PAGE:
Monday, August 20, 2007

Every time I'm short on spending cash, I think of this page:
Man, I can not wait until croupiers are replaced by droids.
This is probably also why I'm not much of a gambler: Even if I have money set aside to lose, if I win ten or twenty bucks, that's ten or twenty bucks for comics. And if I lose ten or twenty bucks, then I just blew ten or twenty bucks worth of comics. Plus, there's no cool holographic games or gladiatorial matches...yet.

Of course, unlike Han Solo, I'm far too polite to throw my change at a hapless droid. Plus, there's every probability that I'm gonna need it later. Pocket change came in handy the other day, when I finally managed to find a copy of the new Justice League Unlimited, starring the Question.
'They thought I was mad, but it was all in Countdown! No one saw it coming!'
My local comic shop sold out, so I had to buy it at a chain store that puts price tags on the covers. Of course, I did have to peel it off in the store, since they didn't know their JLU from their JSA, and it was the wrong price; but easier just to peel it off rather than explain it. It was the last copy there, too; and they had a few left of last month's. Why the big rush for this issue?

Well, since he appeared on the cartoon and just because he's intrinsically cooler, the Question's issue had to have sold better than the previous month with Steel, Natasha Irons, and the Millennium Giants. But, I wonder if this one is selling more because a lot of fans may be wondering, how many more original Vic Sage Question stories are there left?

Replacing Vic as the Question probably seemed like a good idea, on paper: his last regular series was years ago, and I don't think his most recent limited had set sales records on fire. (I've bought it out of the quarter box, twice: once for my Oldest, then eventually for myself.) Like Captain Atom or even Blue Beetle, the Question was best remembered, if at all, as the inspiration for a character in Watchmen. In fact, often the Question was written as Rorschach after that.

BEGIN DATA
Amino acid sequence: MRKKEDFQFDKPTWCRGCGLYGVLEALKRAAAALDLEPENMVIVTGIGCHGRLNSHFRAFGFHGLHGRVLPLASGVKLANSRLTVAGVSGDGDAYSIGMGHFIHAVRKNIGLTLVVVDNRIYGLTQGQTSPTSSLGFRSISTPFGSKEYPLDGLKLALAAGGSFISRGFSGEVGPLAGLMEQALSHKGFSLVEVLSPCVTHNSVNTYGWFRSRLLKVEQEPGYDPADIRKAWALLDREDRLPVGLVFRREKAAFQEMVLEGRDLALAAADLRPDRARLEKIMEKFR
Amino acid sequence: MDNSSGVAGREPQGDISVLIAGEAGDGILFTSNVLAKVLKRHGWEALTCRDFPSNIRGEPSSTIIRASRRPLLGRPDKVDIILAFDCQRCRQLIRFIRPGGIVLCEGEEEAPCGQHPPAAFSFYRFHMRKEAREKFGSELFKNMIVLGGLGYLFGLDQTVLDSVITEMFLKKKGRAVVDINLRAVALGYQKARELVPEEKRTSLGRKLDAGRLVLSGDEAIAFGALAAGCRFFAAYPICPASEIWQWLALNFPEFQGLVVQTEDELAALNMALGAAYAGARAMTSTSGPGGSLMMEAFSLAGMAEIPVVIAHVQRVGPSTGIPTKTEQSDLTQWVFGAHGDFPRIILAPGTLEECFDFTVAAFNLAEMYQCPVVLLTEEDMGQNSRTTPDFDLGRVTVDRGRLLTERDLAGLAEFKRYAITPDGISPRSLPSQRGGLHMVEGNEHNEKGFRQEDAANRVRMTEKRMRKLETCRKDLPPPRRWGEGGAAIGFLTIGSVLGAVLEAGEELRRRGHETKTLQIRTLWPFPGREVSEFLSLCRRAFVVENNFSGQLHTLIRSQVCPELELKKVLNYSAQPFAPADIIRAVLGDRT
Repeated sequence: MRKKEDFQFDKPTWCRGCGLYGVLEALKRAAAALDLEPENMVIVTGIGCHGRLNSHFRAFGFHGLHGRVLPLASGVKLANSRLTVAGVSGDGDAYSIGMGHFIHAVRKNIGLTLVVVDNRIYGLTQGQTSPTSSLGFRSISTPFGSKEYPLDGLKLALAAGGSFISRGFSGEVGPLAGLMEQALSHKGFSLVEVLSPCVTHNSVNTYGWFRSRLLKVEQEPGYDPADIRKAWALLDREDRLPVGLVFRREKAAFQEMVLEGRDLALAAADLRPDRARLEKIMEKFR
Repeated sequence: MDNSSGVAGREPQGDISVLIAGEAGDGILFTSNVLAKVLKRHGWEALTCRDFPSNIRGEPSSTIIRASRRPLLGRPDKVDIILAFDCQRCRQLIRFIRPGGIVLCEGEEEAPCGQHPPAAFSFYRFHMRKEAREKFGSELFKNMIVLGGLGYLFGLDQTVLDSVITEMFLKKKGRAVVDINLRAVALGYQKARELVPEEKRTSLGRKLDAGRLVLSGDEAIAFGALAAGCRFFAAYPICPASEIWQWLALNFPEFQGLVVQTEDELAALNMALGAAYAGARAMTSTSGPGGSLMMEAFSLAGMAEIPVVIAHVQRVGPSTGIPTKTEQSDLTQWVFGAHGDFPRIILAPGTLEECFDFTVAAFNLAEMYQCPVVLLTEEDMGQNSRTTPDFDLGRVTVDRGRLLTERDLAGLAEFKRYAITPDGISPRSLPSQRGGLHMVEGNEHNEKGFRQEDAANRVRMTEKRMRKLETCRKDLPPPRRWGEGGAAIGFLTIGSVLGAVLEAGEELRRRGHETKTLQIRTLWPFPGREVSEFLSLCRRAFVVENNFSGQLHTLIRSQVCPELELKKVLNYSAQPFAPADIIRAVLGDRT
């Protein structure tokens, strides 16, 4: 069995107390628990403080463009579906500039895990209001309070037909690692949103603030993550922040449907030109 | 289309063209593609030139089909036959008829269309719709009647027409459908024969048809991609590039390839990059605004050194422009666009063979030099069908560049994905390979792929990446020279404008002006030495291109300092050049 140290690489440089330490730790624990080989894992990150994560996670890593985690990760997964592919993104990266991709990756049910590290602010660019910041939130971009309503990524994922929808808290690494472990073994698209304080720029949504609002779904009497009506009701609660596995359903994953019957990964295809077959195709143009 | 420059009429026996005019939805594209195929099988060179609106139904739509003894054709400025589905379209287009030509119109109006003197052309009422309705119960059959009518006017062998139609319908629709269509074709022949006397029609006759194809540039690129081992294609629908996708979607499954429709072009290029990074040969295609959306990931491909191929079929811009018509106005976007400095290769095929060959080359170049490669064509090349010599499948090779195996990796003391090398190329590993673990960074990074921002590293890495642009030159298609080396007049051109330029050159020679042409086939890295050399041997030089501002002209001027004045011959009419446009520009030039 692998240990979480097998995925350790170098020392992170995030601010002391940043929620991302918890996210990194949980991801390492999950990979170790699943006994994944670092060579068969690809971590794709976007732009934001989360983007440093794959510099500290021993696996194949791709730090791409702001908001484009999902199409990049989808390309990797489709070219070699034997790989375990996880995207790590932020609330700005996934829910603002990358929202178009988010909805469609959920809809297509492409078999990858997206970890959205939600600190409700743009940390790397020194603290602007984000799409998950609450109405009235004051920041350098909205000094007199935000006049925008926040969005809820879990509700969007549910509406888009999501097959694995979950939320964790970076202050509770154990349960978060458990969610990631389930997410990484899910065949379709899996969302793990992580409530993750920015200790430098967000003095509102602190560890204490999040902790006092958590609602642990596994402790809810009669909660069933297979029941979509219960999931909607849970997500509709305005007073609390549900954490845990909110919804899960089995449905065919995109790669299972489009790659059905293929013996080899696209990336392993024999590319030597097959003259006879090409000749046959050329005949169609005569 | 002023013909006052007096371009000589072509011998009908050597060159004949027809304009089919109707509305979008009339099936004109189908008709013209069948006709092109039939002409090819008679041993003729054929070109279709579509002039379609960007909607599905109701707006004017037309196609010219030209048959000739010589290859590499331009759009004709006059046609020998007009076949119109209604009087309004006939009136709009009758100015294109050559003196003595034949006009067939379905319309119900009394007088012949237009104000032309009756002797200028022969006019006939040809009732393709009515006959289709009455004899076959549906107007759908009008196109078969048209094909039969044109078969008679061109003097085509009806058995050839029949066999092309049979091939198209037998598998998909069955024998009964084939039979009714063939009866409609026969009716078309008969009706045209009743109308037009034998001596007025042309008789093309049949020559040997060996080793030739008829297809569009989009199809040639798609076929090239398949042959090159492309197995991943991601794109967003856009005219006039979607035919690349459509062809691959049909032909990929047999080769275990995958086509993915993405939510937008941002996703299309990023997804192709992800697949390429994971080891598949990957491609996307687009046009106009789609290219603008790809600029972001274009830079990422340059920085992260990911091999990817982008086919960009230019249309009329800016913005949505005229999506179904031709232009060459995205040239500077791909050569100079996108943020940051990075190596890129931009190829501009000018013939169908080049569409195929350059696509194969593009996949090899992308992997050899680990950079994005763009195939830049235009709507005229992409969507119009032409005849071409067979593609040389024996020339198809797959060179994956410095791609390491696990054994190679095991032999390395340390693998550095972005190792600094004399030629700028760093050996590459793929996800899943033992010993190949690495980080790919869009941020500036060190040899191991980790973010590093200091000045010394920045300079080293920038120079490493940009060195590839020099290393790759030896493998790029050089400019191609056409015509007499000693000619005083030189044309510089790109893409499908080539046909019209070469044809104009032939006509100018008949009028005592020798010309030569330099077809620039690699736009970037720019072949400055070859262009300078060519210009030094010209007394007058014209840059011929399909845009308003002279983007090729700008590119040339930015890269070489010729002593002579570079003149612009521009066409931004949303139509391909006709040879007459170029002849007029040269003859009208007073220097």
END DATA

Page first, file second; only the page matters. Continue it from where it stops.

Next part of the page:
But Jeffrey Combs nailed the voice of the Question in Justice League Unlimited, and brought the character into a limelight he might never see again. Just in time for Vic to be killed, by cancer, in 52. I'm still not convinced Renee Montoya needed to be given a costumed identity, but I'm really wishing she was the new Peacemaker.

No, I take it back: that helmet would look terrible on her...

From Star Wars #19, "The Ultimate Gamble!" Written and edited by Archie Goodwin, art by Carmine Infantino and Bob Wiacek. Hell, my copy is coverless, so check it out from the GCD.

Question panels from Justice League Unlimited #36, "Wild Geese" Written by Simon Spurrier, pencils by Min S. Ku, inks by Jeff Albrecht. This book may be phased out soon, with DC starts their new younger-reader initiative, so enjoy it now.

In other news, I got new end tables, which means I can use the old ones in my basement, to keep my books off the floor. Or, block up the room so I can't even get it. Guess which it is right now?

1 comment:

UXAS said...

I think DC could get away with several more Question stories in this format.

Even though they'd never make any money on the thing, I'd love to see a mainstream DC Question -heavily influenced by the animated version- star in an X-Files like series, with less emphasis on beating up gangsters.

-Brandon Bragg